What Does Holiness Mean?

(Taken from “Pressing On!” Los Angeles Holiness Church 70th Anniversary — 1921-1991 Booklet)
 
“Holiness” is a good biblical word.  Unfortunately, it is an often misunderstood word today. 
 
“Holiness” in our tradition does not mean “Holy-Roller Pentecostalism.”  Although the Pentecostal Movement (begun in 1901) is an offshoot of the Holiness Movement, its emphasis on speaking in tongues never figured in John Wesley’s teaching nor in the birth of the Oriental Missionary Society.  What both movements affirm, however, is the presence and power of the Holy Spirit to renew human life.

 

“Holiness” does not mean “perfect in every way.”  Wesley’s holiness doctrine (or “perfection” or “entire sanctification”) is often misunderstood to mean that a Christian can achieve sinless perfection in this life.  While some of Wesley’s followers have exaggerated their founder’s teaching in this way, Wesley himself never taught such a thing.

 

Wesley’s perfection meant a perfection in love.  Wesley taught that becoming a Christian launched a person on a process growth in Christian love, empowered by God’s grace, but also to be pursued with vigor by the believer.  “This process of sanctification…culminates in an experience of ‘pure love’ as one progresses to the place where love becomes devoid of self-interest…It is important, however, to note that this perfection was not static but dynamic, always improvable…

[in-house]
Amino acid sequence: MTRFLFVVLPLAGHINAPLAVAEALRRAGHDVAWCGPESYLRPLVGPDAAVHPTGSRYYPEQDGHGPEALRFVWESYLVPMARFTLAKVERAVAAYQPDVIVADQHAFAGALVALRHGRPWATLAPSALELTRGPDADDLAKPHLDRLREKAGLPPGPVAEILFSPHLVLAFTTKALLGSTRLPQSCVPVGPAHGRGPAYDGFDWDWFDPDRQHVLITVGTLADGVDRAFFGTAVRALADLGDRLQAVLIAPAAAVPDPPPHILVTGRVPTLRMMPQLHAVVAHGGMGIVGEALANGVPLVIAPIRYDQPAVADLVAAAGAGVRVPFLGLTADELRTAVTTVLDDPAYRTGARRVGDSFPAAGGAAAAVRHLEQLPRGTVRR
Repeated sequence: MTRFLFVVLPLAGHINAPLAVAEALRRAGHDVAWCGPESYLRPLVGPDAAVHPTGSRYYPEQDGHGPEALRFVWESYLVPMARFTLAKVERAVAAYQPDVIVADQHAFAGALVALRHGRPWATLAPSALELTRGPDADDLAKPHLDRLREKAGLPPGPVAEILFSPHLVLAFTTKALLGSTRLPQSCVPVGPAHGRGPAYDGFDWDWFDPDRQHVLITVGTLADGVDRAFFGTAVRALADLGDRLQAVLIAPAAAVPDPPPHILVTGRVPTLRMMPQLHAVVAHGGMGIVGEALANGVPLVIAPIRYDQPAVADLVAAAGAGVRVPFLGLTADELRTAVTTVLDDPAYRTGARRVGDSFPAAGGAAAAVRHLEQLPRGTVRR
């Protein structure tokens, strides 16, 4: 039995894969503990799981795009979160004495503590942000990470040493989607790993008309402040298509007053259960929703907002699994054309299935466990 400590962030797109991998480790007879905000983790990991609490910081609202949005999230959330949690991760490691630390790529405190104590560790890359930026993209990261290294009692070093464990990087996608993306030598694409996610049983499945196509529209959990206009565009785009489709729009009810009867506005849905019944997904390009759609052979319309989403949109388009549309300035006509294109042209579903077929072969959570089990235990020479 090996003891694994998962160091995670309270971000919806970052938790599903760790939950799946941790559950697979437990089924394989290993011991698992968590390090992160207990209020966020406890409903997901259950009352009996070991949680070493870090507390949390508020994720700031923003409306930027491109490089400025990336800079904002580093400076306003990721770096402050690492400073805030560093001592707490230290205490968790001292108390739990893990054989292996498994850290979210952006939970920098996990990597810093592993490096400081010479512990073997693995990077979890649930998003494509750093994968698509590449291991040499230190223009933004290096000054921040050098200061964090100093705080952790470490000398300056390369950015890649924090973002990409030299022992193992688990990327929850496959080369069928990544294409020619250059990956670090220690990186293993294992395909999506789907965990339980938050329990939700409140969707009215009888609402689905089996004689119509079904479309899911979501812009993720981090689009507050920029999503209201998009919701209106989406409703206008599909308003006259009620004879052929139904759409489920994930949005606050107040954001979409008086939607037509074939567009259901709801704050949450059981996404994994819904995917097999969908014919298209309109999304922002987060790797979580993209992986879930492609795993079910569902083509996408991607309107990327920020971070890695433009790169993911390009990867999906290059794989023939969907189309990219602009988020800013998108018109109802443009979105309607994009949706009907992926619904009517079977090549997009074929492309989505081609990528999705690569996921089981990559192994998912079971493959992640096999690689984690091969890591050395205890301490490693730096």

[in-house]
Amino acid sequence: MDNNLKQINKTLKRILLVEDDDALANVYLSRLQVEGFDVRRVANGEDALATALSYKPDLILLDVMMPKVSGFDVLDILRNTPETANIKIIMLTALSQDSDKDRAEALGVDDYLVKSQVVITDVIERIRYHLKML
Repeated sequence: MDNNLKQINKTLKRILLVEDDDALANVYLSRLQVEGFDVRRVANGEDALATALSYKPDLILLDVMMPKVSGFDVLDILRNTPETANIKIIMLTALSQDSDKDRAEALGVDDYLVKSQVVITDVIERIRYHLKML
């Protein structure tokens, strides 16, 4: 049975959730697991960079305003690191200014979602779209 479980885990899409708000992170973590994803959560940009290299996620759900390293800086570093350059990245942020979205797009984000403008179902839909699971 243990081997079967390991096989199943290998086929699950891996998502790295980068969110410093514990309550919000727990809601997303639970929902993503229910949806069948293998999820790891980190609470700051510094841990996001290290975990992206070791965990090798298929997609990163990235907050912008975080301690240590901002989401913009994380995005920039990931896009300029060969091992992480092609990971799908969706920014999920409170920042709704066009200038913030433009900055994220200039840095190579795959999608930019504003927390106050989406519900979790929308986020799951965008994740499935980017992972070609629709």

“Although Wesley talks about an instantaneous experience called ‘entire santification’ subsequent to (conversion), his major emphasis was the continous process of going on to perfection” (R. G. Tuttle Jr., “John Wesley” in

Evangelical Dictionary of Theology, Walter Elwell, ed., [Grand Rapids: Baker, 1984]).

 

In fact, Wesley’s sermon on “Christian Perfection” had as its text Philippians 3:12–“Not that I have already obtained all this, or have already been made perfect, but I press on to take hold of that for which Christ Jesus took hold of me.”  This is the same portion of SCripture from which our 70th Anniversary theme is taken: “Pressing On!”

 

Wesley spoke of people being “happy and holy.”

 

“Why are you not happy?”  Wesley would ask.  “The main reason,” he would then declare, “is because you are not holy” (Lovett H. Weems, Jr., John Wesley’s Message Today

, [Nashville: Abingdon, 1991]).